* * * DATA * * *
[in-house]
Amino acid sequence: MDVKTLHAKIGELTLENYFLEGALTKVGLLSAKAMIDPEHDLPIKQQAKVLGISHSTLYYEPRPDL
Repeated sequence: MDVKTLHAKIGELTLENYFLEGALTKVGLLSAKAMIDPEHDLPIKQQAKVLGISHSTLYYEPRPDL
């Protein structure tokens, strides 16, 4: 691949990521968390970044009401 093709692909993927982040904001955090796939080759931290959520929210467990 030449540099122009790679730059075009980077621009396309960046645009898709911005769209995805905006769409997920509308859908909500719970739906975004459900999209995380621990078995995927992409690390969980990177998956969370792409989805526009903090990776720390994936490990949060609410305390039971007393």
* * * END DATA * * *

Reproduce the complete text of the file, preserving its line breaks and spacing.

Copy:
[in-house]
Amino acid sequence: MDVKTLHAKIGELTLENYFLEGALTKVGLLSAKAMIDPEHDLPIKQQAKVLGISHSTLYYEPRPDL
Repeated sequence: MDVKTLHAKIGELTLENYFLEGALTKVGLLSAKAMIDPEHDLPIKQQAKVLGISHSTLYYEPRPDL
């Protein structure tokens, strides 16, 4: 691949990521968390970044009401 093709692909993927982040904001955090796939080759931290959520929210467990 030449540099122009790679730059075009980077621009396309960046645009898709911005769209995805905006769409997920509308859908909500719970739906975004459900999209995380621990078995995927992409690390969980990177998956969370792409989805526009903090990776720390994936490990949060609410305390039971007393």